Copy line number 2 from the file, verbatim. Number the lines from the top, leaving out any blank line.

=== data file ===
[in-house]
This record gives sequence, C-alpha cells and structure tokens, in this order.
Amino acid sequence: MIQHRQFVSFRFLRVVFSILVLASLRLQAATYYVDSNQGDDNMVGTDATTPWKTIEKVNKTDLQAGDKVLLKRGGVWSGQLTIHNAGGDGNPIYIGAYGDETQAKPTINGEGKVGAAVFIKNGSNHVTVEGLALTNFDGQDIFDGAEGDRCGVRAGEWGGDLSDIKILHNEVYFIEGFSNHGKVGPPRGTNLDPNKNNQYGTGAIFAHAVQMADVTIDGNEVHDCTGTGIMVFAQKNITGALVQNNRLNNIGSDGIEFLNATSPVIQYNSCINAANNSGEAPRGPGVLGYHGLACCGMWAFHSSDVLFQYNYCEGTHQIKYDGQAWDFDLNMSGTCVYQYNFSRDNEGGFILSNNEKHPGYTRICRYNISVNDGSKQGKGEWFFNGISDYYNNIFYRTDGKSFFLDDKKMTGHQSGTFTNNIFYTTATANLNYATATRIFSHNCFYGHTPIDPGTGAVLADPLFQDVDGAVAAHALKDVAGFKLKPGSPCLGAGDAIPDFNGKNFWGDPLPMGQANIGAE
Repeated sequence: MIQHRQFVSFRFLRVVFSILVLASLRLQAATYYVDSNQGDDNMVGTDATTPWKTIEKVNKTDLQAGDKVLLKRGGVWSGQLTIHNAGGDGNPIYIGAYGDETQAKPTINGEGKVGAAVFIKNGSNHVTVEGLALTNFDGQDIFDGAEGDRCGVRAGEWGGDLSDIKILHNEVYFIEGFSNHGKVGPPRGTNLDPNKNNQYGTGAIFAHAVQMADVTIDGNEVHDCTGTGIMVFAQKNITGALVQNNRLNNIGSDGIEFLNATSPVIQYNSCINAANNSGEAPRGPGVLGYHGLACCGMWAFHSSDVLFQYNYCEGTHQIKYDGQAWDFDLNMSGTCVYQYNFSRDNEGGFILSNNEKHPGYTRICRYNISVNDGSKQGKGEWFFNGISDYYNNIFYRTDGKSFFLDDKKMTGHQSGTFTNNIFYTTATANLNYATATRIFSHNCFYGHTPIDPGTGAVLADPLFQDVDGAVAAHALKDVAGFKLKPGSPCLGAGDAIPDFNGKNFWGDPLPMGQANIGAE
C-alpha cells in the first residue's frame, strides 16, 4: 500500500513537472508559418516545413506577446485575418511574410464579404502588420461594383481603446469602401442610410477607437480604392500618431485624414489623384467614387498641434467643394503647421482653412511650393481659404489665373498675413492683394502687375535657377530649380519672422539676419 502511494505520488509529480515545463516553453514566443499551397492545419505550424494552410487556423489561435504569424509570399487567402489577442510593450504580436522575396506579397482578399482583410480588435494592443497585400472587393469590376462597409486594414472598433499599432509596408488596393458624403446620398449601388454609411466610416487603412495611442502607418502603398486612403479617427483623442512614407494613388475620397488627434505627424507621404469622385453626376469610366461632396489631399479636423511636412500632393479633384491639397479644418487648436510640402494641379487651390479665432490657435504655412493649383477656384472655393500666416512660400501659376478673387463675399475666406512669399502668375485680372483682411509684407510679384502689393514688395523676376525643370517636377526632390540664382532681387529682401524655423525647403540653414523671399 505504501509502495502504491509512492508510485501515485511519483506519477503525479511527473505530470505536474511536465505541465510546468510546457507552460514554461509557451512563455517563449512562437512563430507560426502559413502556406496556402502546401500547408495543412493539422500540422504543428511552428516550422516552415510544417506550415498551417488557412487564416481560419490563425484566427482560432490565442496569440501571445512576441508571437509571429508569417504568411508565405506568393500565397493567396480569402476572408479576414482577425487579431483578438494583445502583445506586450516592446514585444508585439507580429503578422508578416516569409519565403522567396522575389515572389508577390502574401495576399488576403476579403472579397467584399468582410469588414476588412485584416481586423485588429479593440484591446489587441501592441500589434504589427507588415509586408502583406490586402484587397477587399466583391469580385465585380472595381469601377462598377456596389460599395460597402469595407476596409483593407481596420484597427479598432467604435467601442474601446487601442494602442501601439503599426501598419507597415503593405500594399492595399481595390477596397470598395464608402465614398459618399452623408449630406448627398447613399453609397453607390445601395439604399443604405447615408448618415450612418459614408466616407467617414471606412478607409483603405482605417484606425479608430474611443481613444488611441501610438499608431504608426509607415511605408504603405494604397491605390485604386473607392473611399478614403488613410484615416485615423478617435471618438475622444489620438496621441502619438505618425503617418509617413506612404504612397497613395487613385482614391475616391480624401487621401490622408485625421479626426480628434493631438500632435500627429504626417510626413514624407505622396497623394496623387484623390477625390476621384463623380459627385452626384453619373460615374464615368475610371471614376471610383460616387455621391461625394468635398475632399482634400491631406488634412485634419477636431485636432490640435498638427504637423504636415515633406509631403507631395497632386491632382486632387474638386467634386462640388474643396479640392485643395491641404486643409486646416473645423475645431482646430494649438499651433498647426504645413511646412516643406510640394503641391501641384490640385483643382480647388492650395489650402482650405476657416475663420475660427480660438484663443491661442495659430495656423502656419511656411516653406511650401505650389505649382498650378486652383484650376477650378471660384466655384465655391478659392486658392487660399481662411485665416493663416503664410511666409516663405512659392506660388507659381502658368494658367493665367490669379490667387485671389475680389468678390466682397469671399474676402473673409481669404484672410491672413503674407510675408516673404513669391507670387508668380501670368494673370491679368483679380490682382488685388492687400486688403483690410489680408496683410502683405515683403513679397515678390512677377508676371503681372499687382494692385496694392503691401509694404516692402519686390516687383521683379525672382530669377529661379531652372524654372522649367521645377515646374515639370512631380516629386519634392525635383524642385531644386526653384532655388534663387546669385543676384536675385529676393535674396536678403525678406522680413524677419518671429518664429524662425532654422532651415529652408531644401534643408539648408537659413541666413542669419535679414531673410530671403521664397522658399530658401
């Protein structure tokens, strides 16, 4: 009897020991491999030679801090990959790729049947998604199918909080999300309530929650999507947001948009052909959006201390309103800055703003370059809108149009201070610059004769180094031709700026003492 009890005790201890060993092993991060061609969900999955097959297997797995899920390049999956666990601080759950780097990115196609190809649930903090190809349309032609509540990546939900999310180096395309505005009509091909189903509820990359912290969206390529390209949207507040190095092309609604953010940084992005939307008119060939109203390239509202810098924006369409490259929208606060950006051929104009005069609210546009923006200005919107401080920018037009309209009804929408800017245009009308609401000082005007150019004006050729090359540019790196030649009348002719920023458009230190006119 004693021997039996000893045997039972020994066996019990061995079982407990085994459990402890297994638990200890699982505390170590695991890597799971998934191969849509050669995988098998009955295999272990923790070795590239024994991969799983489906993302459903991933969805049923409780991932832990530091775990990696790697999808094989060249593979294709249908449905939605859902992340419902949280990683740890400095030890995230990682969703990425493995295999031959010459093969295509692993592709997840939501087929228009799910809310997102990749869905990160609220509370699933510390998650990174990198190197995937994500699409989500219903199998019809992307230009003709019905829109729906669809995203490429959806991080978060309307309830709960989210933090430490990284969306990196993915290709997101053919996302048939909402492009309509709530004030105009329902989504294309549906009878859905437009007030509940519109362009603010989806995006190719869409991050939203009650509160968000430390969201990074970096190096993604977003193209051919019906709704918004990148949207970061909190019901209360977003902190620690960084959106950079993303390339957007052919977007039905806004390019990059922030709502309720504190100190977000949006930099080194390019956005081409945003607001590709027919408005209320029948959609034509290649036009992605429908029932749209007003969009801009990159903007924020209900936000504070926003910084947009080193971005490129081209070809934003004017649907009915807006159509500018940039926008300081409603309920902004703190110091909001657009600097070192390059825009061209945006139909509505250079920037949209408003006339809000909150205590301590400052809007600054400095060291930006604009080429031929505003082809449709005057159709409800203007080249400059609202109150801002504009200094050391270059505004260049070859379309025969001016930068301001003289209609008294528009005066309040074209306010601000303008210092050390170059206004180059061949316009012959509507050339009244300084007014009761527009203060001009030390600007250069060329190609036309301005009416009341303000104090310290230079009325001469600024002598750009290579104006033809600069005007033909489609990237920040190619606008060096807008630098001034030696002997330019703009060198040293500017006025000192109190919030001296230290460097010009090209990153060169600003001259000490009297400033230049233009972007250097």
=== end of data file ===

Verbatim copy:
This record gives sequence, C-alpha cells and structure tokens, in this order.